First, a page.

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The vacation was over. After a week of roasting in the Carolina sun and indulging shamelessly in happy hour beverages and nightly feasts, we packed our sand-sprinkled suitcases, a gluttonous stockpile of leftover food, and our elephant-skinned bodies into our minivan for the brutal 12-hour drive back to Rhode Island. As I zoned out, munching cleansing carrots from a baggie and half-listening to the humorous prattle of my college-aged kids, I had no idea that I would soon become a common criminal.

Our minivan — a 2005 Toyota Sienna with 224,000 miles and a perpetual sour odor — had been our faithful family servant through six military moves. But she was on her last leg, or wheel, as it were. Soon after her last inspection, her dashboard lights lit up like a Christmas tree, warning us to “check engine” and other various alerts that we summarily ignored. The rear passenger door handle was missing, there was a long crack in the sun-baked-baby-poop-brown vinyl dashboard, the alloy wheels were corroded, the headlights were yellowed and hazy, and there were remnants of duct tape around the windshield from the time we tried to fix the leaky roof.

But despite it all, our old minivan was faithfully carrying us home as she always had.

Along a mind-numbing stretch of rural Route 13 on the Eastern Shore of Virginia, our minivan was mingling in a small herd of post-vacation traffic making its way north, when suddenly, I saw a police car in a broken-down diner parking lot on the side of the road.

I inhaled a tiny gasp, tapped the brake, and thought, “Uh oh, am I speeding?” Then my stomach did a sickening somersault when I saw red flashing lights behind me. I stopped carefully on the side of the road. The kids were alarmed, but excited about the social media value that this unfortunate event presented. Just as Lilly snapped a selfie, a police officer and his uniformed trainee approached the driver’s side window.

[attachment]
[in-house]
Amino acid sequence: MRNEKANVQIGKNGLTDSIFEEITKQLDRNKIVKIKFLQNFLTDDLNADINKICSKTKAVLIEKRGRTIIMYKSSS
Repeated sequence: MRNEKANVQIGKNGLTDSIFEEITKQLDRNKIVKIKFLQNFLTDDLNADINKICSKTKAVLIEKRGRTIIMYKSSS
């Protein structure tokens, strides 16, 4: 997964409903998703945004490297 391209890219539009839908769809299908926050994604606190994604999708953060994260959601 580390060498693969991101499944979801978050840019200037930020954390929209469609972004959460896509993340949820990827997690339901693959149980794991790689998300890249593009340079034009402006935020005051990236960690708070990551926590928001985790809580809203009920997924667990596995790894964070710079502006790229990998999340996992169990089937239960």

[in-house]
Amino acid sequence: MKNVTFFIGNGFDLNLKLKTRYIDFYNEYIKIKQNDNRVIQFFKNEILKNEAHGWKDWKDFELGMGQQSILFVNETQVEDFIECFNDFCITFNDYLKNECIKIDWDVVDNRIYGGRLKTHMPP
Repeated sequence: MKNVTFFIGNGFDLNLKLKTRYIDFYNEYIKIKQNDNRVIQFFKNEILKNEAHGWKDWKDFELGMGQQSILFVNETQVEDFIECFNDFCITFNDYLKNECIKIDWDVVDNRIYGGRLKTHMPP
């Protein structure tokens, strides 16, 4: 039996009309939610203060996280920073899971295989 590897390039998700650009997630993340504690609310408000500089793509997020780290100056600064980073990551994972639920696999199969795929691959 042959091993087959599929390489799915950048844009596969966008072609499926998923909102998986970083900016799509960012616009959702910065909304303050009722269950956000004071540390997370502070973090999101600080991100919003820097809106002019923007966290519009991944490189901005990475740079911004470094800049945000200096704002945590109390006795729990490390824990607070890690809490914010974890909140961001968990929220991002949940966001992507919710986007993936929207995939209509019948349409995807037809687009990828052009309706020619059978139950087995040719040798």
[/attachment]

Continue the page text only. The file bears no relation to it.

“Ma’am, you’re being pulled over for going 70 in a 45 mile-per-hour zone,” the officer said in a Southern drawl as I fumbled for my documentation.

After an initial feeling of pride that our old minivan could actually still reach 70 mph, I thought, “Forty-five zone? Wait, wasn’t it 55 or 65? I didn’t notice speed limit signs, but then again, I wasn’t looking. Surely this guy will let me off with a warning when he sees that I have a squeaky-clean record.”

I handed over my license, registration and military ID in hopes that he would appreciate my respect for service. While my innards cartwheeled over my spleen, the officer and trainee retreated to their vehicle, returning with a clipboard 10 minutes later.

“Ma’am, you are summoned to appear in district court on August 28 on the charge of reckless speeding,” he said, leaning into my window to hand me a pen. “Sign here.”

My stomach dropped onto the floormat. “What?!” I screamed in my head. “I have to appear in court? But I’m a good citizen! I was eating a carrot, for criminy’s sake!”

The officer peered through his Oakleys into my panicked eyes. Speaking low, perhaps so his trainee would not think less of him, he admitted that the judge would reduce it to a lesser traffic ticket if I simply showed up for court. I scribbled my signature, and muttered a dopey, “Thank you, Officer,” and pulled back onto the road with my intestines twisted in a tangled knot.

For the remaining 10 hours, I carefully drove under the posted speed limits, as other cars whizzed by me, obviously annoyed that I was holding up traffic. As I plodded along, I struggled with the nauseating fact that I, a 23-year military spouse with a spotless record, was accused of being reckless by the Commonwealth of Virginia.

Accepting my imperfect status, I discarded the bag of wholesome carrots and called out to the dozing kids, “Hey could one of you dig around and find that four-pound bag of leftover M&Ms?”

Read more of Lisa Smith Molinari’s columns at: Email:


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